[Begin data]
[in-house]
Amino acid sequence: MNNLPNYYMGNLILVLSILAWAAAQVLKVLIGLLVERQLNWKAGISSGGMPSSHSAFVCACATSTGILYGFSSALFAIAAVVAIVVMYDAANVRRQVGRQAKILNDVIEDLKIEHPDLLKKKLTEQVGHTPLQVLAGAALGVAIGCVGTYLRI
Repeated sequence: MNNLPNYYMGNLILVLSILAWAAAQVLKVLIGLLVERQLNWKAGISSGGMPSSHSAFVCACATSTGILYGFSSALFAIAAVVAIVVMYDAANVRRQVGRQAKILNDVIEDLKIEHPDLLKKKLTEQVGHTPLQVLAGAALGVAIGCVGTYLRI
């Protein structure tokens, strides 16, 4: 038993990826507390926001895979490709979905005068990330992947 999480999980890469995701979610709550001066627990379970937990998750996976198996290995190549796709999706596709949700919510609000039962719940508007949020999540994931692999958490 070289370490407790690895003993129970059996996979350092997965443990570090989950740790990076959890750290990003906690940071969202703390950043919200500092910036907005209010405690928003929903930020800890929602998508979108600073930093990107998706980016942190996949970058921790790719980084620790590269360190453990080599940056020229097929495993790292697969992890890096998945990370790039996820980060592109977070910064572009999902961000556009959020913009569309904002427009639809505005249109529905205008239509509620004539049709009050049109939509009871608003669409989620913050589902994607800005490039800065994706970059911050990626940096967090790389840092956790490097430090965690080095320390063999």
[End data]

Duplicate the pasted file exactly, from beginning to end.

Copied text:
[in-house]
Amino acid sequence: MNNLPNYYMGNLILVLSILAWAAAQVLKVLIGLLVERQLNWKAGISSGGMPSSHSAFVCACATSTGILYGFSSALFAIAAVVAIVVMYDAANVRRQVGRQAKILNDVIEDLKIEHPDLLKKKLTEQVGHTPLQVLAGAALGVAIGCVGTYLRI
Repeated sequence: MNNLPNYYMGNLILVLSILAWAAAQVLKVLIGLLVERQLNWKAGISSGGMPSSHSAFVCACATSTGILYGFSSALFAIAAVVAIVVMYDAANVRRQVGRQAKILNDVIEDLKIEHPDLLKKKLTEQVGHTPLQVLAGAALGVAIGCVGTYLRI
């Protein structure tokens, strides 16, 4: 038993990826507390926001895979490709979905005068990330992947 999480999980890469995701979610709550001066627990379970937990998750996976198996290995190549796709999706596709949700919510609000039962719940508007949020999540994931692999958490 070289370490407790690895003993129970059996996979350092997965443990570090989950740790990076959890750290990003906690940071969202703390950043919200500092910036907005209010405690928003929903930020800890929602998508979108600073930093990107998706980016942190996949970058921790790719980084620790590269360190453990080599940056020229097929495993790292697969992890890096998945990370790039996820980060592109977070910064572009999902961000556009959020913009569309904002427009639809505005249109529905205008239509509620004539049709009050049109939509009871608003669409989620913050589902994607800005490039800065994706970059911050990626940096967090790389840092956790490097430090965690080095320390063999």